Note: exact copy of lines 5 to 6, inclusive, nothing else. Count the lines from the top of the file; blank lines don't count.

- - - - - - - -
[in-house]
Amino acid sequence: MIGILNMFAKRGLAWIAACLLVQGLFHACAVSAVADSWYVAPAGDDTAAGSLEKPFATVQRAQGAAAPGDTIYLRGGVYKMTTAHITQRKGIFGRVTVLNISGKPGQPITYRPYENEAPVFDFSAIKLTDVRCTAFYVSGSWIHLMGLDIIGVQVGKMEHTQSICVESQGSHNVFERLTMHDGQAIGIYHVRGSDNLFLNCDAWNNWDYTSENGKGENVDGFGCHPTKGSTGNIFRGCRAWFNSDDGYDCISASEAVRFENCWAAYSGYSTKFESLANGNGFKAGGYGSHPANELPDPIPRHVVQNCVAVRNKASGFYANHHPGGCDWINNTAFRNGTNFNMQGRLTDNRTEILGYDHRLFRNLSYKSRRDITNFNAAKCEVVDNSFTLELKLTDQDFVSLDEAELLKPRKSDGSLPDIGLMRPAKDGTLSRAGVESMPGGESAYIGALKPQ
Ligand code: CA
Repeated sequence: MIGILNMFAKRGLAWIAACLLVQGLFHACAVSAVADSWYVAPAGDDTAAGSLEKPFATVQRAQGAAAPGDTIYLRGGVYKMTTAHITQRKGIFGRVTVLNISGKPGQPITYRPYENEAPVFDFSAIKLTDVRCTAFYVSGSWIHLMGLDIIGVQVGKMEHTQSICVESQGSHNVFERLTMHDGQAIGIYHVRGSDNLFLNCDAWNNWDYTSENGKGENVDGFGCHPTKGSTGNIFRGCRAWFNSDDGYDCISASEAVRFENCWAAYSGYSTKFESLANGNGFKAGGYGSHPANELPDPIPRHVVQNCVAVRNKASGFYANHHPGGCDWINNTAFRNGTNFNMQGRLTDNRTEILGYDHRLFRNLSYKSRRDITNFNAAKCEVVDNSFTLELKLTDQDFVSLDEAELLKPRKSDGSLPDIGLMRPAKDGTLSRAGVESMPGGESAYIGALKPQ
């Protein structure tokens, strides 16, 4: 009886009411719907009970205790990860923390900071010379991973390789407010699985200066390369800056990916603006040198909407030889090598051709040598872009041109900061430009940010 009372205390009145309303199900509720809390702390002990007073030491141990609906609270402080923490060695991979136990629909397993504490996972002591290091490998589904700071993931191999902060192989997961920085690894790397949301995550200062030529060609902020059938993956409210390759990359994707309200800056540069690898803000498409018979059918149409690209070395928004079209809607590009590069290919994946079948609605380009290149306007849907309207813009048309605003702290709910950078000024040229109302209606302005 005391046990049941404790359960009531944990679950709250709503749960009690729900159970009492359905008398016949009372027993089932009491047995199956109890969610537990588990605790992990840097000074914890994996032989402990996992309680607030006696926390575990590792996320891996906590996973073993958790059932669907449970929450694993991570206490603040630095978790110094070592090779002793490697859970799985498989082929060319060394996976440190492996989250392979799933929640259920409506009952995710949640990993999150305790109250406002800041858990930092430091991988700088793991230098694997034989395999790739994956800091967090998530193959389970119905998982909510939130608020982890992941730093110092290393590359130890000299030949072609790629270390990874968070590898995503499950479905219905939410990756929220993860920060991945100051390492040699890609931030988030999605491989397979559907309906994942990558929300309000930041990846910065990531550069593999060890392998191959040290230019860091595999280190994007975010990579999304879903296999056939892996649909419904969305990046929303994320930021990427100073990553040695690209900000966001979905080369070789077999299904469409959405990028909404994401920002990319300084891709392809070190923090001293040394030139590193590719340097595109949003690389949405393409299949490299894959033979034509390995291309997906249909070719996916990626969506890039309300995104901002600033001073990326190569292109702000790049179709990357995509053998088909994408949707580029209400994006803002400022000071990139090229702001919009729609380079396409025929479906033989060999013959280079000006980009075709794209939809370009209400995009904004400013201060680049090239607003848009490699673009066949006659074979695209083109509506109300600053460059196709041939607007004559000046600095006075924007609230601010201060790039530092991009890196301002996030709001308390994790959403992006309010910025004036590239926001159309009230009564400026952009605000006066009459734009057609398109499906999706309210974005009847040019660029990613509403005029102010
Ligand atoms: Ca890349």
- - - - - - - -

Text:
């Protein structure tokens, strides 16, 4: 009886009411719907009970205790990860923390900071010379991973390789407010699985200066390369800056990916603006040198909407030889090598051709040598872009041109900061430009940010 009372205390009145309303199900509720809390702390002990007073030491141990609906609270402080923490060695991979136990629909397993504490996972002591290091490998589904700071993931191999902060192989997961920085690894790397949301995550200062030529060609902020059938993956409210390759990359994707309200800056540069690898803000498409018979059918149409690209070395928004079209809607590009590069290919994946079948609605380009290149306007849907309207813009048309605003702290709910950078000024040229109302209606302005 005391046990049941404790359960009531944990679950709250709503749960009690729900159970009492359905008398016949009372027993089932009491047995199956109890969610537990588990605790992990840097000074914890994996032989402990996992309680607030006696926390575990590792996320891996906590996973073993958790059932669907449970929450694993991570206490603040630095978790110094070592090779002793490697859970799985498989082929060319060394996976440190492996989250392979799933929640259920409506009952995710949640990993999150305790109250406002800041858990930092430091991988700088793991230098694997034989395999790739994956800091967090998530193959389970119905998982909510939130608020982890992941730093110092290393590359130890000299030949072609790629270390990874968070590898995503499950479905219905939410990756929220993860920060991945100051390492040699890609931030988030999605491989397979559907309906994942990558929300309000930041990846910065990531550069593999060890392998191959040290230019860091595999280190994007975010990579999304879903296999056939892996649909419904969305990046929303994320930021990427100073990553040695690209900000966001979905080369070789077999299904469409959405990028909404994401920002990319300084891709392809070190923090001293040394030139590193590719340097595109949003690389949405393409299949490299894959033979034509390995291309997906249909070719996916990626969506890039309300995104901002600033001073990326190569292109702000790049179709990357995509053998088909994408949707580029209400994006803002400022000071990139090229702001919009729609380079396409025929479906033989060999013959280079000006980009075709794209939809370009209400995009904004400013201060680049090239607003848009490699673009066949006659074979695209083109509506109300600053460059196709041939607007004559000046600095006075924007609230601010201060790039530092991009890196301002996030709001308390994790959403992006309010910025004036590239926001159309009230009564400026952009605000006066009459734009057609398109499906999706309210974005009847040019660029990613509403005029102010
Ligand atoms: Ca890349």